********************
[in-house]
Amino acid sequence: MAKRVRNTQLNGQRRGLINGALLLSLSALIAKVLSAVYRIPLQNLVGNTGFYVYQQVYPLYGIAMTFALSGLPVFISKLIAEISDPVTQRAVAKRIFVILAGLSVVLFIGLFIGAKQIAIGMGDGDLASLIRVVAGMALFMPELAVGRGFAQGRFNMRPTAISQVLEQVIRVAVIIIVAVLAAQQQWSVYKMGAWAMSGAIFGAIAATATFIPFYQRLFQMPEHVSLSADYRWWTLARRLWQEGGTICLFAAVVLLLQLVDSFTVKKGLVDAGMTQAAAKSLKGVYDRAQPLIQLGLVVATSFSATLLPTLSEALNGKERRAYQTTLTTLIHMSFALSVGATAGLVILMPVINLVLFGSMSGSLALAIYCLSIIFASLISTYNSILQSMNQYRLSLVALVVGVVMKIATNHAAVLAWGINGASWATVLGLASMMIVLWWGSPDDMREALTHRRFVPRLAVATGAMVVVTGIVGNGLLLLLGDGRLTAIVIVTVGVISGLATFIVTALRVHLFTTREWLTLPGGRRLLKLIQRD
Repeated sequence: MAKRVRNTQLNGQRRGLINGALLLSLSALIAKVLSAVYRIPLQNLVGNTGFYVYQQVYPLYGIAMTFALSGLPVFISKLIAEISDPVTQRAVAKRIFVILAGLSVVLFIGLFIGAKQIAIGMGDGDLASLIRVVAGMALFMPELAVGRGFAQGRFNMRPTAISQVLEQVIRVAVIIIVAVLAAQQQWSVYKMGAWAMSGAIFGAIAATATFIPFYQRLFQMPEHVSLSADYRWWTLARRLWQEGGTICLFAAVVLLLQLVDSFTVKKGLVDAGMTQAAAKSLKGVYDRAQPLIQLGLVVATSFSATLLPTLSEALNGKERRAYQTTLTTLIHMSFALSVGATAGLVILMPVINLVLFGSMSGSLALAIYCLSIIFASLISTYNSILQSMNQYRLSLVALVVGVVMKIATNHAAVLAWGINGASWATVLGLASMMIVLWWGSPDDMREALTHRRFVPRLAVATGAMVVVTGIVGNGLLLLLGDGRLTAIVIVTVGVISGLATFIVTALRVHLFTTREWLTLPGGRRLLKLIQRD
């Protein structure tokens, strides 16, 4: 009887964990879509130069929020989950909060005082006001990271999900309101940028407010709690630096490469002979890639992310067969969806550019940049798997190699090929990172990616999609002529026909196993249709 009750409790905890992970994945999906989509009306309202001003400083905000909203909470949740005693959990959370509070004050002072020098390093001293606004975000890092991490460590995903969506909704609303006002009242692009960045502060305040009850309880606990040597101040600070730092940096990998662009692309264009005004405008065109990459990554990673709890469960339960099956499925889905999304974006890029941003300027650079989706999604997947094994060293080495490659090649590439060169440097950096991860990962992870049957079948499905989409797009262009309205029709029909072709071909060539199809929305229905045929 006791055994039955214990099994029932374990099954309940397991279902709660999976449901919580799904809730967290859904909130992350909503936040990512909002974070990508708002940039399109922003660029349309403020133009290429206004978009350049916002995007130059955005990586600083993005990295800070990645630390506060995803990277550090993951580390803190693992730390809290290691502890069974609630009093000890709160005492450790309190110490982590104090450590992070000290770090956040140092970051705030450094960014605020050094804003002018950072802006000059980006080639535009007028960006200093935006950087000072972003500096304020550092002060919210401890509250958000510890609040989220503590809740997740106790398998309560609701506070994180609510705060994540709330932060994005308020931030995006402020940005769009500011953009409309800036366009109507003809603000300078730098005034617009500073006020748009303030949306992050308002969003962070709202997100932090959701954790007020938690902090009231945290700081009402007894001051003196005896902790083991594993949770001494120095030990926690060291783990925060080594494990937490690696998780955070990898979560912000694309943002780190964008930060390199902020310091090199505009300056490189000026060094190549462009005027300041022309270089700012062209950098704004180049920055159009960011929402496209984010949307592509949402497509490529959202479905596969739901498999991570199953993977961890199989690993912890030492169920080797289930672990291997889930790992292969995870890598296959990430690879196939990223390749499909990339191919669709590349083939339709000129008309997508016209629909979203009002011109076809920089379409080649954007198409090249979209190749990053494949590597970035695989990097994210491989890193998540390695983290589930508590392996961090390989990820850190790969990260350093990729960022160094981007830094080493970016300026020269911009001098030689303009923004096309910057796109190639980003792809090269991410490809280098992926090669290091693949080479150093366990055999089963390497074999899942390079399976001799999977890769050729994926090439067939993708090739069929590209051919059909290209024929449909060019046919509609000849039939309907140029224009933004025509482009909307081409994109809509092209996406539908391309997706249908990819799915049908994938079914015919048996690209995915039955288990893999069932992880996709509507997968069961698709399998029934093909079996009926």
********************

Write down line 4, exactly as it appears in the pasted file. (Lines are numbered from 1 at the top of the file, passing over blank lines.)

């Protein structure tokens, strides 16, 4: 009887964990879509130069929020989950909060005082006001990271999900309101940028407010709690630096490469002979890639992310067969969806550019940049798997190699090929990172990616999609002529026909196993249709 009750409790905890992970994945999906989509009306309202001003400083905000909203909470949740005693959990959370509070004050002072020098390093001293606004975000890092991490460590995903969506909704609303006002009242692009960045502060305040009850309880606990040597101040600070730092940096990998662009692309264009005004405008065109990459990554990673709890469960339960099956499925889905999304974006890029941003300027650079989706999604997947094994060293080495490659090649590439060169440097950096991860990962992870049957079948499905989409797009262009309205029709029909072709071909060539199809929305229905045929 006791055994039955214990099994029932374990099954309940397991279902709660999976449901919580799904809730967290859904909130992350909503936040990512909002974070990508708002940039399109922003660029349309403020133009290429206004978009350049916002995007130059955005990586600083993005990295800070990645630390506060995803990277550090993951580390803190693992730390809290290691502890069974609630009093000890709160005492450790309190110490982590104090450590992070000290770090956040140092970051705030450094960014605020050094804003002018950072802006000059980006080639535009007028960006200093935006950087000072972003500096304020550092002060919210401890509250958000510890609040989220503590809740997740106790398998309560609701506070994180609510705060994540709330932060994005308020931030995006402020940005769009500011953009409309800036366009109507003809603000300078730098005034617009500073006020748009303030949306992050308002969003962070709202997100932090959701954790007020938690902090009231945290700081009402007894001051003196005896902790083991594993949770001494120095030990926690060291783990925060080594494990937490690696998780955070990898979560912000694309943002780190964008930060390199902020310091090199505009300056490189000026060094190549462009005027300041022309270089700012062209950098704004180049920055159009960011929402496209984010949307592509949402497509490529959202479905596969739901498999991570199953993977961890199989690993912890030492169920080797289930672990291997889930790992292969995870890598296959990430690879196939990223390749499909990339191919669709590349083939339709000129008309997508016209629909979203009002011109076809920089379409080649954007198409090249979209190749990053494949590597970035695989990097994210491989890193998540390695983290589930508590392996961090390989990820850190790969990260350093990729960022160094981007830094080493970016300026020269911009001098030689303009923004096309910057796109190639980003792809090269991410490809280098992926090669290091693949080479150093366990055999089963390497074999899942390079399976001799999977890769050729994926090439067939993708090739069929590209051919059909290209024929449909060019046919509609000849039939309907140029224009933004025509482009909307081409994109809509092209996406539908391309997706249908990819799915049908994938079914015919048996690209995915039955288990893999069932992880996709509507997968069961698709399998029934093909079996009926």